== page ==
September 12, 2005
Eagan, Minn. — Tim Payne, a 26-year mechanic with Northwest, says he's not rattled by the failed talks this weekend. Payne says that's because the talks in Minneapolis weren't negotiations at all, but a power-play by Northwest. He says union negotiators could have put the airline's proposal to union members for a vote, but he doubts they would ever think it would pass.
"That wasn't a deal. That was an insult. It really was. Most of us are fairly intelligent, and we could see it coming down the road," he says.
The airline's proposal would have cut the union to about 1,100 members at Northwest, one quarter their current number, and about one-tenth of their ranks as of four years ago. Payne says whatever severance package negotiators obtained, the plan would be a hard sell.
In a statement after talks broke down, Northwest says it is still willing to reach a consensual agreement with the union, but that, "economic pressures affecting the airline, particularly the skyrocketing cost of fuel, have intensified."
As he spoke, Payne stood picketing beside an airport employee gate. Northwest says it will begin hiring permanent replacements for the mechanics starting on Tuesday. Payne says he's not intimidated by the prospect.
"We're standing strong," he says. "We're all looking at other job opportunities. But we're here for the fight. It's a matter of principle to us."
Other mechanics may be losing heart. Larry Meier has worked 21 years at Northwest. While he thinks mechanics should have been able to vote on previous offers from Northwest, he agrees the latest one wasn't worth a vote. Meier says today, for the first time, he picked up the newspaper want-ads and began looking at carpentry jobs. He says going back to work with the strike still on is unthinkable. But even if the union settles, he's not so sure.
"The other thing is: do I even want to work for Northwest? It's been such a (bad) place to work for so long that most guys don't even want to go back," he says.
Meier's dire prediction is that the mechanics' jobs are gone for good, and that the replacements will be just as permanent as promised.
The replacement workforce would likely be a much smaller version of the union one. In its last offer to the union Northwest proposed to keep only 1,080 mechanics -- a little more than one-third the number on-duty shortly before the strike. During the strike, the airline has operated with 1,200 temporary replacements, although their ranks were supplemented by 300 managers and 400 mechanics supplied by vendors.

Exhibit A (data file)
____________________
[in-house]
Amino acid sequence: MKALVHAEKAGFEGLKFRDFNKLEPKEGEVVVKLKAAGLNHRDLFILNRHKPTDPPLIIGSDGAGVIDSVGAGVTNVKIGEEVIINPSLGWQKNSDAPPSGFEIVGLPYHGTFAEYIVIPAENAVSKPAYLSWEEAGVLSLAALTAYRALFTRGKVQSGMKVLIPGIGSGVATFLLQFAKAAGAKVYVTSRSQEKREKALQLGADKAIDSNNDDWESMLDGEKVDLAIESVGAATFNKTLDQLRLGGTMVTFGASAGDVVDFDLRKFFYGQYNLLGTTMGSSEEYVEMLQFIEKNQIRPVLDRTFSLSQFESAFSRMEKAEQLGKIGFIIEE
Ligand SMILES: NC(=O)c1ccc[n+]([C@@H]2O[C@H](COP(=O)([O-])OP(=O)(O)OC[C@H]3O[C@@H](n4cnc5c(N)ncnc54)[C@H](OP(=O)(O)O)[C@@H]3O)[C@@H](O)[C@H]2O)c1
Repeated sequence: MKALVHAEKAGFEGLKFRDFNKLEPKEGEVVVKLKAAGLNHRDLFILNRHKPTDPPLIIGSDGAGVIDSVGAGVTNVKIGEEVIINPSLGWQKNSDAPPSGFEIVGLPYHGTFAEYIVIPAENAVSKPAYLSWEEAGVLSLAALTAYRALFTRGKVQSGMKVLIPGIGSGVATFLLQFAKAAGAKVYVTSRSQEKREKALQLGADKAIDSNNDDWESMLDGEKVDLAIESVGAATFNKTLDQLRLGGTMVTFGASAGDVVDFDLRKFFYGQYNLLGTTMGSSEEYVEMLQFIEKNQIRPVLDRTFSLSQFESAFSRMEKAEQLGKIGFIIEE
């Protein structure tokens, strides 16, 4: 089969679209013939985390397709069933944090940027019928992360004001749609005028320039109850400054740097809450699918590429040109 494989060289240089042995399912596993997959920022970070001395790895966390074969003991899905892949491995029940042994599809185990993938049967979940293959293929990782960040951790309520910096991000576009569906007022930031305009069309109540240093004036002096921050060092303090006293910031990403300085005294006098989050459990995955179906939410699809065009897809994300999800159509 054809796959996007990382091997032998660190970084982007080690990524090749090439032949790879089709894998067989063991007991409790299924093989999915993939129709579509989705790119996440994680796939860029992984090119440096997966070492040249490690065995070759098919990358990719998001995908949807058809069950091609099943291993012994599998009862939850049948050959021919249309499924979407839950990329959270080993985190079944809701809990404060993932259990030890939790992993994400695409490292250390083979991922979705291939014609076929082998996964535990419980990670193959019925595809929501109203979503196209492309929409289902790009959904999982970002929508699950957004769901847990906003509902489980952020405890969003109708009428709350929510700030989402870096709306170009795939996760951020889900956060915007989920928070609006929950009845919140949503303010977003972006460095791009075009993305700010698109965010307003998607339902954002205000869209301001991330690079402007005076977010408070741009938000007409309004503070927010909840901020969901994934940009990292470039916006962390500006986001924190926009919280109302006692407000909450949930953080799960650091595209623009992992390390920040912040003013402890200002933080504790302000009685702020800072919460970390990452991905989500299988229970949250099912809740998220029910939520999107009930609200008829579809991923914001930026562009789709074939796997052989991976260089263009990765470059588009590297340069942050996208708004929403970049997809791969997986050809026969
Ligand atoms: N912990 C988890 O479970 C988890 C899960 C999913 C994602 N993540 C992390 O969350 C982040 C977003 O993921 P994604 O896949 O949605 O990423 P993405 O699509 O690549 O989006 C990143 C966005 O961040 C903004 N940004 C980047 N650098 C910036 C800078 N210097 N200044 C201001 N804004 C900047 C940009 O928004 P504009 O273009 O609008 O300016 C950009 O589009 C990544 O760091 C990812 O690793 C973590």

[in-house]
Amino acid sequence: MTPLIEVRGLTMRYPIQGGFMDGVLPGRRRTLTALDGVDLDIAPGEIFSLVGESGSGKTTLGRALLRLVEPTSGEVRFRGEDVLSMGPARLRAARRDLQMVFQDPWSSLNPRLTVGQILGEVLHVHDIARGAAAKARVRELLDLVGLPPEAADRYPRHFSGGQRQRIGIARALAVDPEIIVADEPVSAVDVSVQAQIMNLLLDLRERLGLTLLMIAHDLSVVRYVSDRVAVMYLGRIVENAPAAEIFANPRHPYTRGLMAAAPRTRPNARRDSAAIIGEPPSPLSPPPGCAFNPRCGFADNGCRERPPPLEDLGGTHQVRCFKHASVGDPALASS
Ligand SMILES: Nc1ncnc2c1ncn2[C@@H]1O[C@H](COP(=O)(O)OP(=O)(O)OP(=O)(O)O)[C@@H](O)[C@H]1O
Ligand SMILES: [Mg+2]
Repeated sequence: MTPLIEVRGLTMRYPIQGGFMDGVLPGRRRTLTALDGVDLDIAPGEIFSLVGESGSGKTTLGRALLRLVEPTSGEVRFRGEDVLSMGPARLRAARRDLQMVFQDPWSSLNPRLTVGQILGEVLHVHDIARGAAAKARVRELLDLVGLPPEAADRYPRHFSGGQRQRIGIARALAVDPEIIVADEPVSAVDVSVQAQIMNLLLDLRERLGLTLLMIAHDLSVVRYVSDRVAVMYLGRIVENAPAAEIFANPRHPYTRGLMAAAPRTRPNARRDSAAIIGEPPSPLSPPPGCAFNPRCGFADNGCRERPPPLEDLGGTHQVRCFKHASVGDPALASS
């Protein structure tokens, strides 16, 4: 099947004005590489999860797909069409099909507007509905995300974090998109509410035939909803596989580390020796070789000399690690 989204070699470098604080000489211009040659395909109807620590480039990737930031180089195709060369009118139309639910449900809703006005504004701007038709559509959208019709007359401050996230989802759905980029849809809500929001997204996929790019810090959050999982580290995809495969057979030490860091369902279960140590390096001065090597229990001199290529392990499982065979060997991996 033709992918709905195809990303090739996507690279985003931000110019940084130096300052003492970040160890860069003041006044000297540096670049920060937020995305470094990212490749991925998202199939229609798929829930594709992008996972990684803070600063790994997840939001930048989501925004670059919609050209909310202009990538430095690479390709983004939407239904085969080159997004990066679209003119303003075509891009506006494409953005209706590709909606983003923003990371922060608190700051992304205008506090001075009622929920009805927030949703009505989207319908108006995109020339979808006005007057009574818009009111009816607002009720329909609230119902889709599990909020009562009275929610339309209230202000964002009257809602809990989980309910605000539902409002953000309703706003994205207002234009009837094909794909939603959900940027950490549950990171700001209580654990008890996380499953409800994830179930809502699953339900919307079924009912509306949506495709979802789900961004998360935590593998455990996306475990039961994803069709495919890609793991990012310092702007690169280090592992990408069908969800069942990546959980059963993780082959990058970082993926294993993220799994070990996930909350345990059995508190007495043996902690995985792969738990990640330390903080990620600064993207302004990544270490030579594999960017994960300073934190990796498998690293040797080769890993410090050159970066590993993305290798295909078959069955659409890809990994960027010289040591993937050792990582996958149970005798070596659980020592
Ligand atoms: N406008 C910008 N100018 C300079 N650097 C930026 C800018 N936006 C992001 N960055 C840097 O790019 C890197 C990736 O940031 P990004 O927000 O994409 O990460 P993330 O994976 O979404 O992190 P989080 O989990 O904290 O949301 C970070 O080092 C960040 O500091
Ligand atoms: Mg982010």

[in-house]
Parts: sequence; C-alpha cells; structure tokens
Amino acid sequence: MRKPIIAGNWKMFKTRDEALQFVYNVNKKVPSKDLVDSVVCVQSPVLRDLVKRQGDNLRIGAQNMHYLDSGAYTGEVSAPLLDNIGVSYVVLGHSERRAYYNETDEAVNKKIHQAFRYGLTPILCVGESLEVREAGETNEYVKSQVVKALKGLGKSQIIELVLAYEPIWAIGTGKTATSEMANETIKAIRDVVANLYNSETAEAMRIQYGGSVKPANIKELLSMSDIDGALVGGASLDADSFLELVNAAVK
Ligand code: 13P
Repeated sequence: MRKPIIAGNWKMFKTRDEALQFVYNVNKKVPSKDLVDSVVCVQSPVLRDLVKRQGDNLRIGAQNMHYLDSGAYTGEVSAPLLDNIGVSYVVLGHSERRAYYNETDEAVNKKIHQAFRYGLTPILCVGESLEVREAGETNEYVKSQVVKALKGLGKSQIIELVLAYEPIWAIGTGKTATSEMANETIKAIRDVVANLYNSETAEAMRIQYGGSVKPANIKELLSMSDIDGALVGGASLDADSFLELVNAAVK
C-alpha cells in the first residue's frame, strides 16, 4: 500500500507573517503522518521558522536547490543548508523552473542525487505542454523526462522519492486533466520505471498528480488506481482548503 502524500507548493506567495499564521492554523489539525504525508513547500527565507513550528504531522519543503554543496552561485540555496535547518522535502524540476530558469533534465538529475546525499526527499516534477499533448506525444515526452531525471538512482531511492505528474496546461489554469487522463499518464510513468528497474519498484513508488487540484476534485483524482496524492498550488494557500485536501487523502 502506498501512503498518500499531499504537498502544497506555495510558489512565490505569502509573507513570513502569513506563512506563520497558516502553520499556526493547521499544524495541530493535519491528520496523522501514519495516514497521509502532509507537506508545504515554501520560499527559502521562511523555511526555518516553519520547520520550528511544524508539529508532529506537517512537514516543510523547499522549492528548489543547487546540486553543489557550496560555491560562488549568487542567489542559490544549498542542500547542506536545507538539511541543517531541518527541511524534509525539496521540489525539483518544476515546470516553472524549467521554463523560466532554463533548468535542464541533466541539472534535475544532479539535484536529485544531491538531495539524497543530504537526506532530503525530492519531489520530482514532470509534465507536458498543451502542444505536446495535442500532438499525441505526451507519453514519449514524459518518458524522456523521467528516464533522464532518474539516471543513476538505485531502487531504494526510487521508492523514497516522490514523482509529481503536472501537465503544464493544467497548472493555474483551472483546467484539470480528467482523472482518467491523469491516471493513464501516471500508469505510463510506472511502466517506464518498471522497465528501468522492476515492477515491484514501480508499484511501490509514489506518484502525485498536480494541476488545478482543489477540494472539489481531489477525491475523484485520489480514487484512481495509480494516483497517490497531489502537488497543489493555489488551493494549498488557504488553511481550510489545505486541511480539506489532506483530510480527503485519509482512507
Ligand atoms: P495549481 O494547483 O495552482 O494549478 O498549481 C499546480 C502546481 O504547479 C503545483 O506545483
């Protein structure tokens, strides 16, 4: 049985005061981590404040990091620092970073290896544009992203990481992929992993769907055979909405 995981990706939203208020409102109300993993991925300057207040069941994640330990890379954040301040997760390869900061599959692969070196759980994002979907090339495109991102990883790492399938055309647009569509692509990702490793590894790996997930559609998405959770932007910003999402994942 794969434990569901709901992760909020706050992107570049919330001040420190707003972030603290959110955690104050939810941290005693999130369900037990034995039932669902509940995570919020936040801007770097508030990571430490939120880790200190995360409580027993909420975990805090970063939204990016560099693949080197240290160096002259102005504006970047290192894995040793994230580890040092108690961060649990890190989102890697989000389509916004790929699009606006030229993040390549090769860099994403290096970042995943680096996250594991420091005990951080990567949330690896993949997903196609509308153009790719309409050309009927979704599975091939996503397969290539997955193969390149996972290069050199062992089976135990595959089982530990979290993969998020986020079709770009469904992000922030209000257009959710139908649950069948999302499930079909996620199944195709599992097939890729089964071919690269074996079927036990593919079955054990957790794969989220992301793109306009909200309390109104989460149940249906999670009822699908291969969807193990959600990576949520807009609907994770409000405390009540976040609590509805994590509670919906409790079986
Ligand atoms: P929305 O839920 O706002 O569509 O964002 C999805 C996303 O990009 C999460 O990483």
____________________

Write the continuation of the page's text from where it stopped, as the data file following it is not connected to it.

The key to operating with relatively few mechanics is nothing new: outsourcing. It would likely be the end of so-called "heavy" or "base" maintenance at Northwest. Most of these major overhauls are already performed by specialized companies in the U.S. and overseas. The limited number of overhauls that employed Northwest mechanics in Duluth, Detroit and the Twin Cities will likely be farmed out as well.
Based upon its temporary contingency plan and its last proposal to the union, Northwest also will likely eliminate all mechanics jobs outside the Twin Cities, Duluth, and Detroit.
Airline consultant Michael Boyd says it just doesn't make sense to have mechanics simply sitting on-call, getting paid every hour, when third-party technicians can be called in only when they're needed.
Well-known maintenance companies like Signature Aviation can fit the bill. So, says Boyd, can Northwest competitors.
"The indication that Northwest would farm this out to amateurs just isn't accurate. Generally speaking, it will be other carriers, like United Airlines at given location like Chicago, where United knows Airbuses, they know Boeings," he says.
Mechanics at both United and American Airlines made deals with their airlines to preserve jobs by taking on such work. But mechanics at both carriers have also made pledges not to perform struck work on Northwest Airlines planes, though Boyd expects that resistance to fade in time.
The irony will not be lost on union mechanics from Northwest, who may still be waiting for a deal.